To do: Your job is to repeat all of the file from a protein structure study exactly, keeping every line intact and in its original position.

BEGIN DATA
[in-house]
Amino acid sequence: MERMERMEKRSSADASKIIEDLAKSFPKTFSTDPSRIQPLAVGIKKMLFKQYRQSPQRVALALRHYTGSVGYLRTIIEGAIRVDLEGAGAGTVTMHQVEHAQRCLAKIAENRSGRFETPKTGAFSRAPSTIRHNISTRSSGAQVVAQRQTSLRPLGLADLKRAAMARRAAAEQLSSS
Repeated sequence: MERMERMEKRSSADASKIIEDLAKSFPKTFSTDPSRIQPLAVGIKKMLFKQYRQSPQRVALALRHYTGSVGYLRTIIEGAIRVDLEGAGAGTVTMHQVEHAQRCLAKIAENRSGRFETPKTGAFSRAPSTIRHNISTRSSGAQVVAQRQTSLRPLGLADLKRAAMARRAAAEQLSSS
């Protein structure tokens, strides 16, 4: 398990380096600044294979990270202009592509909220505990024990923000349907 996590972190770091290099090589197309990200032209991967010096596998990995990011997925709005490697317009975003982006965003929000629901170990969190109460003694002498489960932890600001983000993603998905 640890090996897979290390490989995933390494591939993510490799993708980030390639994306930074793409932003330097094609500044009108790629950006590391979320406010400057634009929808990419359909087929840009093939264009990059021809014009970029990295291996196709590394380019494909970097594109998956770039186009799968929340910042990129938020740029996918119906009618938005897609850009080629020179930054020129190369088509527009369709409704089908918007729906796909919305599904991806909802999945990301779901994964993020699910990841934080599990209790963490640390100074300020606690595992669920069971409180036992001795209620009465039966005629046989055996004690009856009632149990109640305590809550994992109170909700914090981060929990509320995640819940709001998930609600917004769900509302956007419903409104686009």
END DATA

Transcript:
[in-house]
Amino acid sequence: MERMERMEKRSSADASKIIEDLAKSFPKTFSTDPSRIQPLAVGIKKMLFKQYRQSPQRVALALRHYTGSVGYLRTIIEGAIRVDLEGAGAGTVTMHQVEHAQRCLAKIAENRSGRFETPKTGAFSRAPSTIRHNISTRSSGAQVVAQRQTSLRPLGLADLKRAAMARRAAAEQLSSS
Repeated sequence: MERMERMEKRSSADASKIIEDLAKSFPKTFSTDPSRIQPLAVGIKKMLFKQYRQSPQRVALALRHYTGSVGYLRTIIEGAIRVDLEGAGAGTVTMHQVEHAQRCLAKIAENRSGRFETPKTGAFSRAPSTIRHNISTRSSGAQVVAQRQTSLRPLGLADLKRAAMARRAAAEQLSSS
């Protein structure tokens, strides 16, 4: 398990380096600044294979990270202009592509909220505990024990923000349907 996590972190770091290099090589197309990200032209991967010096596998990995990011997925709005490697317009975003982006965003929000629901170990969190109460003694002498489960932890600001983000993603998905 640890090996897979290390490989995933390494591939993510490799993708980030390639994306930074793409932003330097094609500044009108790629950006590391979320406010400057634009929808990419359909087929840009093939264009990059021809014009970029990295291996196709590394380019494909970097594109998956770039186009799968929340910042990129938020740029996918119906009618938005897609850009080629020179930054020129190369088509527009369709409704089908918007729906796909919305599904991806909802999945990301779901994964993020699910990841934080599990209790963490640390100074300020606690595992669920069971409180036992001795209620009465039966005629046989055996004690009856009632149990109640305590809550994992109170909700914090981060929990509320995640819940709001998930609600917004769900509302956007419903409104686009």